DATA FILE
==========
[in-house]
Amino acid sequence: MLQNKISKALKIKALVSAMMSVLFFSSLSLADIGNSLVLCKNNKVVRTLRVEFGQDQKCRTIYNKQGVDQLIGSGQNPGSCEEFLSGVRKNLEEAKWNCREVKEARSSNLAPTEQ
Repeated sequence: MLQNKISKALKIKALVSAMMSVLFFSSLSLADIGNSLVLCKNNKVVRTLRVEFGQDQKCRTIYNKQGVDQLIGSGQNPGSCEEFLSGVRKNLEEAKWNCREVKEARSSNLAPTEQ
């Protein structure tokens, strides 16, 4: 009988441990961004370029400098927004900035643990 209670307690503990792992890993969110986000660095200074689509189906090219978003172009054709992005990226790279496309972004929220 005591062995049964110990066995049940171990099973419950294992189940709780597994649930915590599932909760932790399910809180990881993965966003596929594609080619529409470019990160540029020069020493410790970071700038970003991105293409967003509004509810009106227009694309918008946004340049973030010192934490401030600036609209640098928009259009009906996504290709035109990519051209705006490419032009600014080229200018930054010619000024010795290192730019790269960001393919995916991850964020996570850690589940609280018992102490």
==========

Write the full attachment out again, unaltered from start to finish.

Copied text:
[in-house]
Amino acid sequence: MLQNKISKALKIKALVSAMMSVLFFSSLSLADIGNSLVLCKNNKVVRTLRVEFGQDQKCRTIYNKQGVDQLIGSGQNPGSCEEFLSGVRKNLEEAKWNCREVKEARSSNLAPTEQ
Repeated sequence: MLQNKISKALKIKALVSAMMSVLFFSSLSLADIGNSLVLCKNNKVVRTLRVEFGQDQKCRTIYNKQGVDQLIGSGQNPGSCEEFLSGVRKNLEEAKWNCREVKEARSSNLAPTEQ
């Protein structure tokens, strides 16, 4: 009988441990961004370029400098927004900035643990 209670307690503990792992890993969110986000660095200074689509189906090219978003172009054709992005990226790279496309972004929220 005591062995049964110990066995049940171990099973419950294992189940709780597994649930915590599932909760932790399910809180990881993965966003596929594609080619529409470019990160540029020069020493410790970071700038970003991105293409967003509004509810009106227009694309918008946004340049973030010192934490401030600036609209640098928009259009009906996504290709035109990519051209705006490419032009600014080229200018930054010619000024010795290192730019790269960001393919995916991850964020996570850690589940609280018992102490």